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Managing virtualization patches


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Patch management best practices for virtual hosts

Taking advantage of clusters and creating service levels are two patch management best practices that can keep your virtual hosts up and running

Following patch management best practices for your virtual hosts can save you from a lot of headaches and late nights in the IT department.

The first part of this two-part tip covered three server patch management best practices for virtual hosts: finding the latest patches, coordinating patches and decreasing the hypervisor's footprint. Part two covers three additional patch management best practices to keep your virtual hosts running smoothly and securely.

Server patch management strategy No. 4: Implementing a clustered environment
The live migration functionality was not designed specifically for patch management. But it aids greatly with the ability to move VM workloads seamlessly to other virtual cluster nodes when updating an evacuated host. Moving VMs from host to host within a cluster until all nodes are patched is a great improvement over running standalone hosts, which require saving or shutting down VMs to patch and reboot a host.

My wife loves this feature, but she just doesn't know it. It allows me to get to bed at a reasonable time because the patching process doesn't have to happen in the middle of the night.

Note: Patches that modify the hypervisor version may have special requirements in regards to your VMs. Some require a shutdown of every VM before you can fail VMs to unpatched nodes.

Server patch management strategy No. 5: Creating service levels
In my environment, there are three VM service levels:

  • production VMs that reside on clustered hosts, which provide high availability and maximum uptime;
  • legacy VMs on standalone hosts; and
  • test/development VMs, which reside on standalone hosts.

From the standpoint of patching, clustered virtual hosts provide the best availability for VMs because they can be migrated to other nodes during the host patching process.

Because of the resource requirements in this type of high-availability environment, it makes sense that this setup is the most expensive. The other two environments that reside on standalone hosts cost less but cause more disruptions to the VMs during virtual host server restarts because VMs cannot be migrated to alternate hosts.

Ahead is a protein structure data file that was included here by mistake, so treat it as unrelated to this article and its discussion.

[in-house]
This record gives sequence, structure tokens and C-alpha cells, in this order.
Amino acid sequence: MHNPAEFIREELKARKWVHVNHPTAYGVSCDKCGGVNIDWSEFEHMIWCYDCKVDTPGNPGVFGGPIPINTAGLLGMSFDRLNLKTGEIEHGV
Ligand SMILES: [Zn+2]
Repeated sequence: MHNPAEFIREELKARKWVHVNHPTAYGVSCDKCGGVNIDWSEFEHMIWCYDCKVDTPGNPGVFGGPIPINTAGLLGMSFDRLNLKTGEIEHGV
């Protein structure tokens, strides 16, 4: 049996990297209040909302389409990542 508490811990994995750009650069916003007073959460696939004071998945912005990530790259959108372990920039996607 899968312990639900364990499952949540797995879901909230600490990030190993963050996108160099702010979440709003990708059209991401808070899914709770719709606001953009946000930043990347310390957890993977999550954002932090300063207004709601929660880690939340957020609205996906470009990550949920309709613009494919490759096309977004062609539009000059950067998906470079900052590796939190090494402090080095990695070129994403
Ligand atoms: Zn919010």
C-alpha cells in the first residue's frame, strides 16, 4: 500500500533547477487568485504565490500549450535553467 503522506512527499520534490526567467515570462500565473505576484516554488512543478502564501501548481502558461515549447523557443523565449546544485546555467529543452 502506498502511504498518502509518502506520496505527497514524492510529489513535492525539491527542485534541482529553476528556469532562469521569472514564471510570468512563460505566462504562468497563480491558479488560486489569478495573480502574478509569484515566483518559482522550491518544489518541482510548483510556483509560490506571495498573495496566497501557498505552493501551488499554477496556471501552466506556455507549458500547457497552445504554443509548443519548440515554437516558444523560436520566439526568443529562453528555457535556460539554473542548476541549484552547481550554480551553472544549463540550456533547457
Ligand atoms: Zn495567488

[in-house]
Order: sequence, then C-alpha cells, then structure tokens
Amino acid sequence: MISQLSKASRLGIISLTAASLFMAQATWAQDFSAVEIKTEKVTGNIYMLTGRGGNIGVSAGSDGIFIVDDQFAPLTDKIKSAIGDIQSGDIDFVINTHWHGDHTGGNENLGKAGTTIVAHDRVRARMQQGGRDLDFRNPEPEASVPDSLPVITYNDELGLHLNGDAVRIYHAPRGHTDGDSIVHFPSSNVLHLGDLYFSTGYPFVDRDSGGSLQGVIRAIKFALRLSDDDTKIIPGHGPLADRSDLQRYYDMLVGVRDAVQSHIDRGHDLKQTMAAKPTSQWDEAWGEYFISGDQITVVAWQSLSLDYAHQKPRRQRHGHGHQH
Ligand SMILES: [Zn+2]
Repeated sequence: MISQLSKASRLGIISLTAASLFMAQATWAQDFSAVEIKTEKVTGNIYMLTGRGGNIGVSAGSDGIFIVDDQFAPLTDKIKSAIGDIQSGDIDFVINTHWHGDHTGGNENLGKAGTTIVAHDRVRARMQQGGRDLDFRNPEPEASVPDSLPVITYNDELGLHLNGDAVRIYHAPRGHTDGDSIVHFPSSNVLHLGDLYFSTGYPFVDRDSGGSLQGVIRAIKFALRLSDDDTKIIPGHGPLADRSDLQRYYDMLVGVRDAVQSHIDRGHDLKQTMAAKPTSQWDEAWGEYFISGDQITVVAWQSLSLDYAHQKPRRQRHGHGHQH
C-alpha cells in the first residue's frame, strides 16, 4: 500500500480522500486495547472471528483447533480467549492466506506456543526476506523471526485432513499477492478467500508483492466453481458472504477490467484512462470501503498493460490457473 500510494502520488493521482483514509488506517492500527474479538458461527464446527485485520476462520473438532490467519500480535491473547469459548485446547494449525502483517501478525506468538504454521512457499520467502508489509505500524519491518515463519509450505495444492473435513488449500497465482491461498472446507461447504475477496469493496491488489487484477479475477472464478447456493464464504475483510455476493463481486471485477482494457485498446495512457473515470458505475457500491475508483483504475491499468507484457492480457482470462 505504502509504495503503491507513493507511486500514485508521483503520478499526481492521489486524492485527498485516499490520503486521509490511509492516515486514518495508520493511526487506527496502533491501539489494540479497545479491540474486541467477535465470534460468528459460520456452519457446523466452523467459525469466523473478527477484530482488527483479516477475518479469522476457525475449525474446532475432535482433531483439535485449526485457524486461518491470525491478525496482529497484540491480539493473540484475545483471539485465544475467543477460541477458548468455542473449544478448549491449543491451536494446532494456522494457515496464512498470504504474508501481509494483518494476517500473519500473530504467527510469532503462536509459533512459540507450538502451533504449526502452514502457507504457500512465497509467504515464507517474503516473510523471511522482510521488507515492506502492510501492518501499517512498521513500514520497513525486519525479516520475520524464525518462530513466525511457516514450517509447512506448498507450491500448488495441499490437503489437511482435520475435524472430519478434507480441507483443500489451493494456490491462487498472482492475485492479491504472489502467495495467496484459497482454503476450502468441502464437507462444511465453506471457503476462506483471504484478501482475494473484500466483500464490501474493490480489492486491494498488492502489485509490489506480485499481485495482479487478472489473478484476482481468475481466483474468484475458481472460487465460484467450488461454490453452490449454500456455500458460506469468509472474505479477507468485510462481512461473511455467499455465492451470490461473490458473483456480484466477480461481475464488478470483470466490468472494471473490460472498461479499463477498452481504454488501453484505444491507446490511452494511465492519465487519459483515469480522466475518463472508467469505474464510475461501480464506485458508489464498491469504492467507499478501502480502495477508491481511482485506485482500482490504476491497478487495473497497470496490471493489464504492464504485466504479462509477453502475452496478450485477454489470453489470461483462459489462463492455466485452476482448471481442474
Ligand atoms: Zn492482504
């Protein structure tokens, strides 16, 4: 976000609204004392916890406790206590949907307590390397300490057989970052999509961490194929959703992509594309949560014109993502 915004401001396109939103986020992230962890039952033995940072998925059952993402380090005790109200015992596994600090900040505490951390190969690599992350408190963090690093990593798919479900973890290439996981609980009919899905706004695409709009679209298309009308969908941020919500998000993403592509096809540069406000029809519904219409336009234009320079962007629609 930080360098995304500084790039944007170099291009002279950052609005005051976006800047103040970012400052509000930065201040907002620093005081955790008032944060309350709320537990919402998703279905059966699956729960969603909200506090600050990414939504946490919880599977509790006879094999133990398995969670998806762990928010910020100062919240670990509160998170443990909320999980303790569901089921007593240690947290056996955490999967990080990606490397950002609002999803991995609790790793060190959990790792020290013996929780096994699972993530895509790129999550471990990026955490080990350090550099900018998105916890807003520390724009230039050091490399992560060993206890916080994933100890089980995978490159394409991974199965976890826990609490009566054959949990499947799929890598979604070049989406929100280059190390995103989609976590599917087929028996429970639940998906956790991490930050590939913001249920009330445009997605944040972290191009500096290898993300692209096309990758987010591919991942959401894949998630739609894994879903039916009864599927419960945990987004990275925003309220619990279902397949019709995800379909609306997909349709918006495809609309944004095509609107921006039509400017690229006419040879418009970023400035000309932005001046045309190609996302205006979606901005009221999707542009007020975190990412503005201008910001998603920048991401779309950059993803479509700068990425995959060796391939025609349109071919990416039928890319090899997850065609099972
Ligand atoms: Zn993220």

If your business model mandated that all VMs have to be available at all times, then you need a cluster host environment. But in most organizations, there are different service levels for various application workloads. Considering your overall business model for each VM may lead you to design your architecture around multiple service levels -- which, in turn, can reduce complexity and save your organization money.

Server patch management strategy No. 6: Accounting for business hours
Business hours are an important factor in how systems are patched, and it potentially dictates the level of complexity within a virtual host environment. If your business is a standard 9 a.m. to 5 p.m. establishment, there may be more flexibility for downtime during the off hours, when VMs can be momentarily put into a "saved state" while the virtual host system is patched and re-booted.

Having a high-availability environment can minimize the blow of hardware failures, but a sense of security can be fulfilled with less expensive spare hardware instead of adding the complexity of clustering and a shared-storage infrastructure.

A 24/7 infrastructure is on the other end of the spectrum and requires a more complex environment. Still, some workloads could go on less robust hardware and storage infrastructures and be interrupted for short periods of time. Again, knowing your business model and profiling your VMs to particular host types can make patching a virtual host server much easier.

Also remember that patches can come from any number of software products. Supporting software -- such as host backup agents, drivers and firmware, as well as management, monitoring and antivirus software -- may result in the need to restart virtual hosts from time to time.

Your design objective should be to follow server patch management best practices with as few disruptions to your most critical VMs. Being proactive, setting service-level expectations with customers and reserving regular downtime will define how long and when VM workloads can be disrupted.

There are so many unexpected aspects to working with technology, but the need to patch your virtual host servers should not be one of them. Some patches require virtual hosts to go down. And if you ignore server patch management best practices, it's just a matter of time before you experience significant downtime.

Have you encountered any virtual host server nightmares from not patching or a patch snafu ? My horror story involved rebuilding half my virtual cluster nodes. So what's yours? Send along your experiences and add to the conversation.

About the expert
Rob McShinsky is a senior systems engineer at Dartmouth Hitchcock Medical Center in Lebanon, N.H., and has more than 12 years of experience in the industry -- including a focus on server virtualization since 2004. He has been closely involved with Microsoft as an early adopter of Hyper-V and System Center Virtual Machine Manager 2008, as well as a customer reference. In addition, he blogs at, writing tips and documenting experiences with various virtualization products.


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Hi Rob, thanks for good article. One question: do you need to evict Hyper-V 2012 R2 host from cluster before patching?

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